This is a guest post about understanding taxes by Steve Cook. He is an associate at a boutique Phoenix, AZ-area tax law firm that handles various tax-related matters including estate planning, probate, business and real estate law. The firm operates a blog to which Steve regularly contributes.
Many of us in the United States prepare and file our own income taxes, but because we often do so via computerized aids like TurboTax, we rarely get into the nitty gritty of income tax concepts. One such concept is the distinction between deductions and credits. Although this distinction may seem unimportant, if not understood correctly it can lead to significant missed income tax planning opportunities.
An Ordinary Family
In order to illustrate the difference between deductions and credits, let’s look at an ordinary family. Jack and Jill are married and have two children under the ages of 18 and a 2010 taxable income of $65,000. We’ll examine what happens to Jack and Jill’s income taxes in two different scenarios: an additional $5,000 deduction or an additional $5,000 credit.
In short, deductions decrease taxable income and, somewhat indirectly, the amount of income taxes owed. Although deductions are good, they will not decrease income taxes, dollar-for-dollar, in the amount of the deduction.
For example, if Jack and Jill are interested in saving money for retirement and contribute $5,000 to an IRA, it’s deductible. As a result, their taxable income will be reduced to $60,000. However, this $5,000 deduction will not decrease their income taxes by $5,000; rather, it will decrease their income taxes by $750. As a result of this $750 deduction, they will owe income taxes of $8,162.50 rather than $8,912.50.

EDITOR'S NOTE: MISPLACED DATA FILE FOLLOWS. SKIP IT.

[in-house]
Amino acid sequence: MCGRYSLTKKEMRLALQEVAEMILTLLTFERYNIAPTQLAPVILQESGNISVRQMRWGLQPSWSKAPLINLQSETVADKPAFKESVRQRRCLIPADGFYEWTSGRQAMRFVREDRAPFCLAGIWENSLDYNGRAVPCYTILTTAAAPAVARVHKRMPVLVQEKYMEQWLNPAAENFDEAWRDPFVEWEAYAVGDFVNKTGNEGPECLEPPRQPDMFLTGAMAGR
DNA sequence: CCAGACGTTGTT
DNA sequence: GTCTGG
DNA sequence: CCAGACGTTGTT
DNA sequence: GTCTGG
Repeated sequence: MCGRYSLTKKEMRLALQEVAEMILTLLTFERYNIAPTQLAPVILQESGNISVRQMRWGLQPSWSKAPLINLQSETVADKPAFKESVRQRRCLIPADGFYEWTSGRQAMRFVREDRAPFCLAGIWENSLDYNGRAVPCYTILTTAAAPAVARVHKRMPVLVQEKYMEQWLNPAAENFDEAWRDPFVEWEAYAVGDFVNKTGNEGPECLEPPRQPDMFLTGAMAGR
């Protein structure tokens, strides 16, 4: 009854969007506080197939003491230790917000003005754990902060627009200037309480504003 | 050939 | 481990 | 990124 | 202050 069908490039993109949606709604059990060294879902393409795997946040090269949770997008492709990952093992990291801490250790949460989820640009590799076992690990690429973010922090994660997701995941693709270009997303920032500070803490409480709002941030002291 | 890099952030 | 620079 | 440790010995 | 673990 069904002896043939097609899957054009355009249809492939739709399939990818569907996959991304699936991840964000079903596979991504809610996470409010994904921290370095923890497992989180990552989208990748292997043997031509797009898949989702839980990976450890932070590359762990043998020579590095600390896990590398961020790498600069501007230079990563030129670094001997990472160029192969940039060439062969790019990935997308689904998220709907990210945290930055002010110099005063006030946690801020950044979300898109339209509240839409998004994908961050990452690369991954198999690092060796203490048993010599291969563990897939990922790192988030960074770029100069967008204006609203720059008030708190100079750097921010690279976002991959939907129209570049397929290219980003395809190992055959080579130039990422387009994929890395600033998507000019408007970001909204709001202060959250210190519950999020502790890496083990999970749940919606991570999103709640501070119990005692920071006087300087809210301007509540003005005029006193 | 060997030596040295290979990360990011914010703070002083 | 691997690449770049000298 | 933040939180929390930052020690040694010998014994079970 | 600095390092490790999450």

Unlike deductions, which indirectly decrease income taxes by reducing taxable income, credits directly reduce income taxes dollar-for-dollar.
Let’s modify the example above slightly. Say Jack and Jill still have the same taxable income; however, rather than a tax deduction of $5,000, they have a tax credit of $5,000. This $5,000 credit will decrease their income taxes by $5,000. Because of the credit, rather than owing income taxes of $8,912.50, they will only owe $3,912.50.
For Jack and Jill, the difference between deductions and credits is striking: a $5,000 deduction results in income taxes of $8,162.50 while a $5,000 credit results in income taxes of $3,912.50, for a total difference of $4,250.
The Decreasing Effect of Credits and Deductions
Unless tax rates exceed 100% of a person’s income (don’t laugh; it happened in Sweden not so long ago) credits will likely always be more taxpayer-friendly than deductions. However, the advantage of credits over deductions decreases the more taxpayers earn and the higher their marginal tax rates.
Let’s look at Jack and Jill again, but modify their taxable income to be $200,000. Now that they are in a higher marginal tax bracket, the difference in the effect of deductions and credits is lessened. In the example above, a $5,000 tax deduction decreased Jack and Jill’s income taxes by $750, but now it decreases their income taxes by $1,400, an increase of $650. In contrast, however, the effect of tax credits is not altered by income tax increases: a $5,000 credit will still decrease income taxes by $5,000.
Although the distinction between tax credits and deductions may seem trivial, a good understanding of the effects of this distinction generally allow taxpayers to more effectively take advantage of tax planning opportunities as they arise and, in particular, those 2010 credits that are still available.